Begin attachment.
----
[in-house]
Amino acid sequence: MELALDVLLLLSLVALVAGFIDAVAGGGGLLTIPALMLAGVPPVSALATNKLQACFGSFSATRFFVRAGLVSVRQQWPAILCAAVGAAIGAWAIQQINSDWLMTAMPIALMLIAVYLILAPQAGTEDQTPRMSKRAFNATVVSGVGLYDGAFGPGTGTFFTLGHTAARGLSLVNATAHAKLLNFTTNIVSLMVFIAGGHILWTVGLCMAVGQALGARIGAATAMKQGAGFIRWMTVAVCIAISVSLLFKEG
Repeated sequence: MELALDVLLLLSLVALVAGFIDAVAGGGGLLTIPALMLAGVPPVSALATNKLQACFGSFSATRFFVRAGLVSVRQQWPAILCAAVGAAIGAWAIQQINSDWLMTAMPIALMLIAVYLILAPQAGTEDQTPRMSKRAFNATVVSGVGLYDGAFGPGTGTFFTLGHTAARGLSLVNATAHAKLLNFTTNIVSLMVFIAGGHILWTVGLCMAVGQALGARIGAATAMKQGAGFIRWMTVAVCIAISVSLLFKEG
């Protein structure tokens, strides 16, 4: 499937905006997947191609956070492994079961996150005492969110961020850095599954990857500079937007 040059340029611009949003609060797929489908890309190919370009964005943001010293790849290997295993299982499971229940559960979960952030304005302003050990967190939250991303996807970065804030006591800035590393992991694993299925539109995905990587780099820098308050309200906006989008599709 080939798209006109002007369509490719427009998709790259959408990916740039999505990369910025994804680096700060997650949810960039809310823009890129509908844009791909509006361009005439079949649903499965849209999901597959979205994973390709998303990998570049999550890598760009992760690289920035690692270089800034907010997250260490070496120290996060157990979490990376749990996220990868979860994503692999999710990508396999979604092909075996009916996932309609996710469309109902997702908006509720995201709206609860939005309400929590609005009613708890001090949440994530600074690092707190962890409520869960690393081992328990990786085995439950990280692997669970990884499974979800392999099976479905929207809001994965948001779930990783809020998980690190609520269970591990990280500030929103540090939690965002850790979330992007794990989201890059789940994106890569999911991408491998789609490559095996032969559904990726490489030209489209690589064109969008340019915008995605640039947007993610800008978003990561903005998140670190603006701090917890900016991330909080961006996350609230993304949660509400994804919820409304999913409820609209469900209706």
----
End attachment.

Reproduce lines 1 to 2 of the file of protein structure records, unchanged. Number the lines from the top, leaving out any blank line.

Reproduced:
[in-house]
Amino acid sequence: MELALDVLLLLSLVALVAGFIDAVAGGGGLLTIPALMLAGVPPVSALATNKLQACFGSFSATRFFVRAGLVSVRQQWPAILCAAVGAAIGAWAIQQINSDWLMTAMPIALMLIAVYLILAPQAGTEDQTPRMSKRAFNATVVSGVGLYDGAFGPGTGTFFTLGHTAARGLSLVNATAHAKLLNFTTNIVSLMVFIAGGHILWTVGLCMAVGQALGARIGAATAMKQGAGFIRWMTVAVCIAISVSLLFKEG